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When Blogging Misleads

Some of you may have read national reports about a gang of epithet spewing African-Americans who marched down a residential Peoria street last Friday. The national reports stemmed from a local blog posting that appears to have been incomplete at best. C. J. Summers, who operates The Peoria Chronicle blog, received an email from a Peoria resident very early Saturday morning advising him of a gang of young black people who had marched down Thrush Street yelling derogatory remarks and suggesting that members of the group were "going to kill all the white people." Thrush Street has both white and black residents. The group of about 50 young people apparently was attending a nearby party before taking to the streets.

The Peoria Chronicle, apparently believing the emailed information to be accurate, posted the information, which was subsequently picked up by The Drudge Report, and the story went national. The traffic on The Peoria Chronicle site was so heavy that the site crashed.

The Peoria Journal Star reports that Summers thought the comments by the resident, Paul Wilkinson, were newsworthy on a local, but not national level. It is not clear what efforts Summers made to verify any of the information, but he posted the information at 3:00 am, little more than an hour after receiving the email from Wilkinson, who is president of a neighborhood association. The Journal Star reported Summers said "It just doesn't seem like a guy like that would be prone to making things up just to get headlines."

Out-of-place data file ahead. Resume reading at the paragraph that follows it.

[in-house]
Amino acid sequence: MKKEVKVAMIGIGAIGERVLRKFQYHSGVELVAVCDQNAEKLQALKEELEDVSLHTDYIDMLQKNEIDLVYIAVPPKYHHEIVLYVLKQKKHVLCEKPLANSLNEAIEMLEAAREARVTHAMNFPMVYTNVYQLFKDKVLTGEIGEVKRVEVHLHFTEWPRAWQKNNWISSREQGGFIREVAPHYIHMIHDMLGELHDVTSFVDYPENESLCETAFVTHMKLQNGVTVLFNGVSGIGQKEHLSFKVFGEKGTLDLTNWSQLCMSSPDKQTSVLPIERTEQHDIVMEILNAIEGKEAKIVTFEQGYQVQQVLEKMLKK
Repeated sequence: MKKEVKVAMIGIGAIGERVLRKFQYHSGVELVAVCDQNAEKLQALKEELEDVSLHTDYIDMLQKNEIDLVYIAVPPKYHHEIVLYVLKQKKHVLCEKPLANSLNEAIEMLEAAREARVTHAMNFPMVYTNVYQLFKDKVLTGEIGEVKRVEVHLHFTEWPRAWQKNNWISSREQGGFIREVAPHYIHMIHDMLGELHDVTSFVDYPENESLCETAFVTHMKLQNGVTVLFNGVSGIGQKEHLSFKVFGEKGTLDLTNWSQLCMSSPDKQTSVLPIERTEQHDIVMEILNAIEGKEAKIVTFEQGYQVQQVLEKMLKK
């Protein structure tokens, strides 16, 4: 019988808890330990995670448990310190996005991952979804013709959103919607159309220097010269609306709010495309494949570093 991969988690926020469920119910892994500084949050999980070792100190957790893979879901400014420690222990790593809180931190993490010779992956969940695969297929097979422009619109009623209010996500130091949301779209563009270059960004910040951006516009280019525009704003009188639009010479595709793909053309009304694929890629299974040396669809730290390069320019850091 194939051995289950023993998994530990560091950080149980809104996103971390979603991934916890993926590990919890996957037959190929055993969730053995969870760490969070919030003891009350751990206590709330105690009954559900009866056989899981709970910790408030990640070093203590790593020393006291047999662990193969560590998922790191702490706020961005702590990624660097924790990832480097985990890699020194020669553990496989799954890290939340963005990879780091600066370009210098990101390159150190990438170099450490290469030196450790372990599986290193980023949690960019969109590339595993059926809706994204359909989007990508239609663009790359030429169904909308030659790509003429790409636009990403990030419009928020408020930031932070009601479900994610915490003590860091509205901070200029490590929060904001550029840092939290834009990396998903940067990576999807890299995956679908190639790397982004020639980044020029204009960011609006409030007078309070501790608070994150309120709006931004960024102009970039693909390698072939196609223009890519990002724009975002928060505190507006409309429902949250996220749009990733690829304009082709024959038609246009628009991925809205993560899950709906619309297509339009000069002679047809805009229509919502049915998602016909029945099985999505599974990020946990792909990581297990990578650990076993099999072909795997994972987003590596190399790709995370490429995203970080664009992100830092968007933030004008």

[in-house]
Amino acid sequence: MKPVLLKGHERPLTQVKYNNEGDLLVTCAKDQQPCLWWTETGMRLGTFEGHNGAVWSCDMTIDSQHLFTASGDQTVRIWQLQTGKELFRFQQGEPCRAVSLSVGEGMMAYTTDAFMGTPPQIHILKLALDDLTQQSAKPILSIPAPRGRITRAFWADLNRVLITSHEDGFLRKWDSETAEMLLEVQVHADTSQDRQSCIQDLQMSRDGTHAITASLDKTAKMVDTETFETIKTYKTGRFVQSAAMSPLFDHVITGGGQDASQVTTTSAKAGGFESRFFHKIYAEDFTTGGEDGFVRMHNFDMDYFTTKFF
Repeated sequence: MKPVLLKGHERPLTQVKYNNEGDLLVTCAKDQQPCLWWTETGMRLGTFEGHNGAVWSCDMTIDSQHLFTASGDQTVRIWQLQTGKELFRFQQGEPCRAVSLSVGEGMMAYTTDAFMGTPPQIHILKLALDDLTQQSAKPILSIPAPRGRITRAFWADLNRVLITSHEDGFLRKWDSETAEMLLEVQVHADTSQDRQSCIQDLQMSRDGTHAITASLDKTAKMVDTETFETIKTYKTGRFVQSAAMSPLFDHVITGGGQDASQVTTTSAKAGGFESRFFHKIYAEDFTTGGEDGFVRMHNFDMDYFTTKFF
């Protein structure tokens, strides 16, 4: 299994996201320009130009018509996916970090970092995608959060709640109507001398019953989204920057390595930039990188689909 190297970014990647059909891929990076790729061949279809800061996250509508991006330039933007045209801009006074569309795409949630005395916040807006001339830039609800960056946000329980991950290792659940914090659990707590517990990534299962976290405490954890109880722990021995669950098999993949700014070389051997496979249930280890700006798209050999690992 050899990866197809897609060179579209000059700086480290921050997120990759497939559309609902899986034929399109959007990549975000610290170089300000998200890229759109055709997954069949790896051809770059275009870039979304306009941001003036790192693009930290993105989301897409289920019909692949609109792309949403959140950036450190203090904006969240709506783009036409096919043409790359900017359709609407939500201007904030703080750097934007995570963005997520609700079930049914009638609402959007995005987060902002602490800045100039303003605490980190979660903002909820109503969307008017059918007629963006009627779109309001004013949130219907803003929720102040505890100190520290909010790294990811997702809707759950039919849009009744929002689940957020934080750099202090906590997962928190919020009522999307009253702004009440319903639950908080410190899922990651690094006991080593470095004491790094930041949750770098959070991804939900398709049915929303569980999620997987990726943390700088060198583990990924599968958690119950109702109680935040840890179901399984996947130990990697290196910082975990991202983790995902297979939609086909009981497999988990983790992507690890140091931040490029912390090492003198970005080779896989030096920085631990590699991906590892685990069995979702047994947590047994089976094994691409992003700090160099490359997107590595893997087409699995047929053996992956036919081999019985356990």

Police now report that after interviewing residents of the area, no one, other than Wilkinson, heard any racial slurs or threats. Peoria Police Captain Mike Scally said more was made of the situation than actually occurred. One resident described the event as no big deal. 

So the first question is - - to what degree to we verify the accuracy of information before airing/posting it? It's a question to be discussed within each newsroom and no doubt will vary by incident. But a newsroom, or individual, should have general guidelines by which they/he/she abide.

The second question has been discussed by the INBA membership at various times - - are bloggers to be considered news people? If not, bloggers may not have the same set of ethical standards to follow as compared to television/radio/cable news operations. And if that is the case, how do we educate the viewers/listeners/readers as to the difference between the two?

Food for thought.